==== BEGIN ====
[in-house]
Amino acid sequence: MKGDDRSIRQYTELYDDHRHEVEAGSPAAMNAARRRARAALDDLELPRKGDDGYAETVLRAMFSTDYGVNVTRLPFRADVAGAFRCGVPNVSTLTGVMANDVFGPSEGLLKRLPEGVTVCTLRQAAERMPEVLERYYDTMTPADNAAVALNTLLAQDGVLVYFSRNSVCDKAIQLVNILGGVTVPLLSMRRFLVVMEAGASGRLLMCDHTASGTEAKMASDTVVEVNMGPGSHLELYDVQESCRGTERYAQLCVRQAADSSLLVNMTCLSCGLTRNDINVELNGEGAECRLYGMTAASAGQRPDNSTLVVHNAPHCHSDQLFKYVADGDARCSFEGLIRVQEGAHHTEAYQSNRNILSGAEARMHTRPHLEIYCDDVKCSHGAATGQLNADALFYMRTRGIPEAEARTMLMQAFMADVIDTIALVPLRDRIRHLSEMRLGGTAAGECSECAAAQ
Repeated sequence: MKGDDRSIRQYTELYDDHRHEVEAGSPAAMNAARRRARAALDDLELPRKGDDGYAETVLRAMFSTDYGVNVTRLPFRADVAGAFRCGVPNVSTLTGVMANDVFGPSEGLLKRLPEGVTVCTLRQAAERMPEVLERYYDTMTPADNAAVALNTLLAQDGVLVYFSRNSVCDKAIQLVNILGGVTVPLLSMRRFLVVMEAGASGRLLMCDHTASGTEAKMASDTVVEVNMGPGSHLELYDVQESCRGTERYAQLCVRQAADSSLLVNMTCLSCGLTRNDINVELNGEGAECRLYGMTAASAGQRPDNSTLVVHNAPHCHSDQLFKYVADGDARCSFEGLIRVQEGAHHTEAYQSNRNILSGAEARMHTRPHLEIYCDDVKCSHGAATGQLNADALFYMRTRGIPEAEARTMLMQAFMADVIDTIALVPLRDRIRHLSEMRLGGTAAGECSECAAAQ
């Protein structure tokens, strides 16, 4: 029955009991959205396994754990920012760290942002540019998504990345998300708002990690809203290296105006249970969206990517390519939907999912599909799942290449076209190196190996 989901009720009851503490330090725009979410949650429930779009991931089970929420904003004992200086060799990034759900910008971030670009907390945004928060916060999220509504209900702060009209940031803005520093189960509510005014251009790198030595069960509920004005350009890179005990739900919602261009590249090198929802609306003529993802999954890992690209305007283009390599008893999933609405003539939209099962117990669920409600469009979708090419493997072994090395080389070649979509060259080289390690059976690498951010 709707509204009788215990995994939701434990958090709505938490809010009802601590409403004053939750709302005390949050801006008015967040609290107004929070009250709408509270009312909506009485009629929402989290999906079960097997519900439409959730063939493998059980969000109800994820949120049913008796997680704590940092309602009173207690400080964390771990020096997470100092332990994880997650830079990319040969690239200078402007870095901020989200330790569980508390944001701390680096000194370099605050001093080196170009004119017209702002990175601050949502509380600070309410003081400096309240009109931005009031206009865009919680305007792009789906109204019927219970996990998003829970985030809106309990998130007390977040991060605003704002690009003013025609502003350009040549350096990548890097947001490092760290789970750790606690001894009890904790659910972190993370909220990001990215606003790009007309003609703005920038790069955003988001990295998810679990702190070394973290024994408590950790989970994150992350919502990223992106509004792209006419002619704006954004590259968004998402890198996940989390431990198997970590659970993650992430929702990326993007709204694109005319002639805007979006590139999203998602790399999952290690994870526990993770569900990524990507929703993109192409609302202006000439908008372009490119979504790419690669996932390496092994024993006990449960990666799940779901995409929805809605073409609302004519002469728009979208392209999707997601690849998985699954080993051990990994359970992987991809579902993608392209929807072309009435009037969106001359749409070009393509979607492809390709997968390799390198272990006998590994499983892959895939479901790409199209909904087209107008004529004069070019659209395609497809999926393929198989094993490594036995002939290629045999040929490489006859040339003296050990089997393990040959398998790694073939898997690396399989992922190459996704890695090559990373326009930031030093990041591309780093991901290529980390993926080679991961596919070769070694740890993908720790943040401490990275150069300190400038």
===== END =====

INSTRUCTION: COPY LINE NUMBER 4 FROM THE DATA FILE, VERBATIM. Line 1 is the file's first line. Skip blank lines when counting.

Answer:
């Protein structure tokens, strides 16, 4: 029955009991959205396994754990920012760290942002540019998504990345998300708002990690809203290296105006249970969206990517390519939907999912599909799942290449076209190196190996 989901009720009851503490330090725009979410949650429930779009991931089970929420904003004992200086060799990034759900910008971030670009907390945004928060916060999220509504209900702060009209940031803005520093189960509510005014251009790198030595069960509920004005350009890179005990739900919602261009590249090198929802609306003529993802999954890992690209305007283009390599008893999933609405003539939209099962117990669920409600469009979708090419493997072994090395080389070649979509060259080289390690059976690498951010 709707509204009788215990995994939701434990958090709505938490809010009802601590409403004053939750709302005390949050801006008015967040609290107004929070009250709408509270009312909506009485009629929402989290999906079960097997519900439409959730063939493998059980969000109800994820949120049913008796997680704590940092309602009173207690400080964390771990020096997470100092332990994880997650830079990319040969690239200078402007870095901020989200330790569980508390944001701390680096000194370099605050001093080196170009004119017209702002990175601050949502509380600070309410003081400096309240009109931005009031206009865009919680305007792009789906109204019927219970996990998003829970985030809106309990998130007390977040991060605003704002690009003013025609502003350009040549350096990548890097947001490092760290789970750790606690001894009890904790659910972190993370909220990001990215606003790009007309003609703005920038790069955003988001990295998810679990702190070394973290024994408590950790989970994150992350919502990223992106509004792209006419002619704006954004590259968004998402890198996940989390431990198997970590659970993650992430929702990326993007709204694109005319002639805007979006590139999203998602790399999952290690994870526990993770569900990524990507929703993109192409609302202006000439908008372009490119979504790419690669996932390496092994024993006990449960990666799940779901995409929805809605073409609302004519002469728009979208392209999707997601690849998985699954080993051990990994359970992987991809579902993608392209929807072309009435009037969106001359749409070009393509979607492809390709997968390799390198272990006998590994499983892959895939479901790409199209909904087209107008004529004069070019659209395609497809999926393929198989094993490594036995002939290629045999040929490489006859040339003296050990089997393990040959398998790694073939898997690396399989992922190459996704890695090559990373326009930031030093990041591309780093991901290529980390993926080679991961596919070769070694740890993908720790943040401490990275150069300190400038």